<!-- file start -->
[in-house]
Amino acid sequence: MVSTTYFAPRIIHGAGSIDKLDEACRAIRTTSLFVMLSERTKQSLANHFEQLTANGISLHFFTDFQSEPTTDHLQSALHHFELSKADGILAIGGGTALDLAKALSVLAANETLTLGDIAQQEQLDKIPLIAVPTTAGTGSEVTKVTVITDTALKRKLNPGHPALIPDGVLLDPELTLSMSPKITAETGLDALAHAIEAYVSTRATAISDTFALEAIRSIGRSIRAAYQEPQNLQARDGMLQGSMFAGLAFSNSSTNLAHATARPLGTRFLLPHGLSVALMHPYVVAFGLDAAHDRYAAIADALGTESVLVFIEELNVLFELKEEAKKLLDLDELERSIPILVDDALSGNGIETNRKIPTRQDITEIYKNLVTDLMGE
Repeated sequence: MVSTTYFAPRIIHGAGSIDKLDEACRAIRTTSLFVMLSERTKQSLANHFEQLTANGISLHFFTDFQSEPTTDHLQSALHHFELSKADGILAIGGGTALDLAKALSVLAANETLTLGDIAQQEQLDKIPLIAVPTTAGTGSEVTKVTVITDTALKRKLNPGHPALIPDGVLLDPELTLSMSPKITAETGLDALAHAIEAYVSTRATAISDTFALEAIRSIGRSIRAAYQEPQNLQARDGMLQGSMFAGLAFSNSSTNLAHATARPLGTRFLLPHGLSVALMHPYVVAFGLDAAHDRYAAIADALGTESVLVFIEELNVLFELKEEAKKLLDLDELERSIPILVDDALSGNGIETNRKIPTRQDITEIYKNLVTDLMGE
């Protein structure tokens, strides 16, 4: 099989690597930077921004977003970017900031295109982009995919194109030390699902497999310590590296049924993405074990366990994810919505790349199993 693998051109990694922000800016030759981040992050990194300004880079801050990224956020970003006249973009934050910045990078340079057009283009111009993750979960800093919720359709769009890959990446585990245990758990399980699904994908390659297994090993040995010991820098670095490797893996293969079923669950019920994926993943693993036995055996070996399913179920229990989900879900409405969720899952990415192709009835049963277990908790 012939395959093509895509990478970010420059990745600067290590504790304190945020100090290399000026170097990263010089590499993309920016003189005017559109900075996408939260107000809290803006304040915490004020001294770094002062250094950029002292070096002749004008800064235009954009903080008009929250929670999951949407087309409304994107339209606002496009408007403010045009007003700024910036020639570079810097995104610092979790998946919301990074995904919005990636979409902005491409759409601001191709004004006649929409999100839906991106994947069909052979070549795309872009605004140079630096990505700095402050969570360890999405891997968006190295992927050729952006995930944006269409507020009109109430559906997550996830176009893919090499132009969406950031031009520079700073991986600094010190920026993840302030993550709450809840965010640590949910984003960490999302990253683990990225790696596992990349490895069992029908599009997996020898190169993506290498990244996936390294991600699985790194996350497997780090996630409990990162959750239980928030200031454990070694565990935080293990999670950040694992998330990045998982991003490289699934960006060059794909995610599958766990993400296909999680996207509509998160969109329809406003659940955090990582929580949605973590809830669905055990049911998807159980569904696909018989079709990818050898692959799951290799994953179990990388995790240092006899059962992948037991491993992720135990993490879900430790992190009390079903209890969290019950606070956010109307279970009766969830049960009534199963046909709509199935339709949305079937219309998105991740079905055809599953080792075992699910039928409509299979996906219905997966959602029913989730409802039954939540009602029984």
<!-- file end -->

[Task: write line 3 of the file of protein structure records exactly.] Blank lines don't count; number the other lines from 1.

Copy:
Repeated sequence: MVSTTYFAPRIIHGAGSIDKLDEACRAIRTTSLFVMLSERTKQSLANHFEQLTANGISLHFFTDFQSEPTTDHLQSALHHFELSKADGILAIGGGTALDLAKALSVLAANETLTLGDIAQQEQLDKIPLIAVPTTAGTGSEVTKVTVITDTALKRKLNPGHPALIPDGVLLDPELTLSMSPKITAETGLDALAHAIEAYVSTRATAISDTFALEAIRSIGRSIRAAYQEPQNLQARDGMLQGSMFAGLAFSNSSTNLAHATARPLGTRFLLPHGLSVALMHPYVVAFGLDAAHDRYAAIADALGTESVLVFIEELNVLFELKEEAKKLLDLDELERSIPILVDDALSGNGIETNRKIPTRQDITEIYKNLVTDLMGE